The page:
1. Crowded user interface
To be sure, there is much more screen real estate devoted to displaying a Web page. But this is simply the way IE9 looks under its default setting. Wait until you activate the Favorites bar and Command bar, both of which will take up space below the URL address/tabs bar. In addition, the status bar takes up additional space running along the bottom.
The problem is the combined URL address/tabs bar. Both functions share the same bar. If you keep more than a couple of tabs open at once (which most of us do), the tabs start to narrow and things can become cramped quickly.
Additionally, when you have either the Favorites or Command bar turned on, the graphical design of an active, selected tab doesn't look like it's directly connected to the Web page you're viewing.
2. Wonky color coding
We found the color labeling of tabs to be enigmatic. When we had multiple tabs open, they would sometimes become colored differently, such as light blue, green, violet or yellow, along with shifting gradients of these hues. Even when the pages were fully loaded, these colors remained. What do they represent? Their purpose is not obviously presented, and we shouldn't have to look this information up.
3. The new "dialer" page
IE9 includes a "dialer" page, an idea popularized with Opera. Every blank tab you open shows thumbnails of the 10 sites IE9 deems you tend to visit most. Clicking a thumbnail opens a new tab connecting you to that site.
However, like the color coding system applied to tabs, the additional graphical information shown in this feature is ill-defined. Each thumbnail has a bar below it, and this bar's length is based on the site's supposed status ("very active," "active," and "less active"). Huh? We'll assume this reflects the amount of memory, CPU cycles, or karma points each page uses, but this isn't clearly stated.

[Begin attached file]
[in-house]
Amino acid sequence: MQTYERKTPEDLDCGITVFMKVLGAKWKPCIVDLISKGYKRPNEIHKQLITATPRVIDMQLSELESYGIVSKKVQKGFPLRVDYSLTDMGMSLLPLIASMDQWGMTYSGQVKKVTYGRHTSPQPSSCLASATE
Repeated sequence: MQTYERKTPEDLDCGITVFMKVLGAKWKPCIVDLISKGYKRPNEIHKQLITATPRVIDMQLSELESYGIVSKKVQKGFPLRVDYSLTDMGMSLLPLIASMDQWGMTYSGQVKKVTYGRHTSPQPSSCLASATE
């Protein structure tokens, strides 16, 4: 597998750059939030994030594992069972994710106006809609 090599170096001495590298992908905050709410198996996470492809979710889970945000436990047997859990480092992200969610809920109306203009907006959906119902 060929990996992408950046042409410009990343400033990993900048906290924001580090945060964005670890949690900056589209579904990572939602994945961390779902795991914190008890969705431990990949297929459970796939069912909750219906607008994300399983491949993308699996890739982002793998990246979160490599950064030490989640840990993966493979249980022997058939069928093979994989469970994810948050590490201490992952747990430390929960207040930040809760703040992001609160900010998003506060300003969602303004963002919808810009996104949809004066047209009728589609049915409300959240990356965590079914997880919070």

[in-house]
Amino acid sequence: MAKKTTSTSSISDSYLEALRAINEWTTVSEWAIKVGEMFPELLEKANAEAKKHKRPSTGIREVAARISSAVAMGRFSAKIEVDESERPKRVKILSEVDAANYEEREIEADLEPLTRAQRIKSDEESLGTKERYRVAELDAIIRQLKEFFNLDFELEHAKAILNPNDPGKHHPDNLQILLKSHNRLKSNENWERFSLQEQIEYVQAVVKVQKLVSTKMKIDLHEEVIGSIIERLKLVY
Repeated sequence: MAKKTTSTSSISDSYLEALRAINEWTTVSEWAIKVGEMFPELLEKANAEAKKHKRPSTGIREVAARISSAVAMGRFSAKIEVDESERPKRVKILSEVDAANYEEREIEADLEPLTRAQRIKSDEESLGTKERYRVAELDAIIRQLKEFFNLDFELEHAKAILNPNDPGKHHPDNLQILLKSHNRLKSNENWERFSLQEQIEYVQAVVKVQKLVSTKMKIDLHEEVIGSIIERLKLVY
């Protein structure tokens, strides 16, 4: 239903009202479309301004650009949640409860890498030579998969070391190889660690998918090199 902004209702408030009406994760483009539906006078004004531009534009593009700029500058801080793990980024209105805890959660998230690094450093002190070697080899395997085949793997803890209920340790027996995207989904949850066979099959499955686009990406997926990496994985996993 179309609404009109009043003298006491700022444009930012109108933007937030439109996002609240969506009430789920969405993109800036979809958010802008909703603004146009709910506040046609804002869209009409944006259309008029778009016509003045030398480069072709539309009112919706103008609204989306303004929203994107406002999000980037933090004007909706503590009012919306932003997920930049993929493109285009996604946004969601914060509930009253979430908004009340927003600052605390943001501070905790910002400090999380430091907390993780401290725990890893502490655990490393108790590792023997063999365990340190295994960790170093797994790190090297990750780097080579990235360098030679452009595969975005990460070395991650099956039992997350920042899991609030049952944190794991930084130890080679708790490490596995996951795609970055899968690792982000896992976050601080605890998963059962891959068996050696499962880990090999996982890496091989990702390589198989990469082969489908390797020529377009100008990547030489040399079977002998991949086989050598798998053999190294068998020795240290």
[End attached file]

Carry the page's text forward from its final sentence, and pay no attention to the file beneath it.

Worse, the color of the bar below a thumbnail is meaningless -- it is pulled from one of the colors used for the Web site's favicon and, otherwise, does not appear to convey any important technical information.
4. The new download manager
Although it's clearly an improvement over what's found in previous versions of IE, this new manager doesn't seem to track some file types downloaded with it (particularly, image files).
5. No improvement in editing bookmarks
Putting it bluntly, editing your list of Favorites (i.e. bookmarks) still stinks in IE9 beta. No improvement has been implemented for the way your Favorites list is managed (i.e. renaming, deleting, moving, etc.) in IE9 beta. To be fair, none of the other major browsers present managing your bookmarks in a good way.
We're hoping this is one area that the IE9 developers will address before the browser's final release.
6. No XP for you!
Like all the other cool new toys that Microsoft will soon be releasing (such as Windows Live Essentials 2011), IE9 will not be available for Windows XP.
So for you XP hold-outs, IE8 will be the last browser you ever get from Microsoft.
Howard Wen reports on technology news, trends and products as a frequent contributor to Network World and Computerworld.
Read more about software in Network World's Software section.
This story, "6 Internet Explorer 9 Beta Pros and Cons" was originally published by Network World.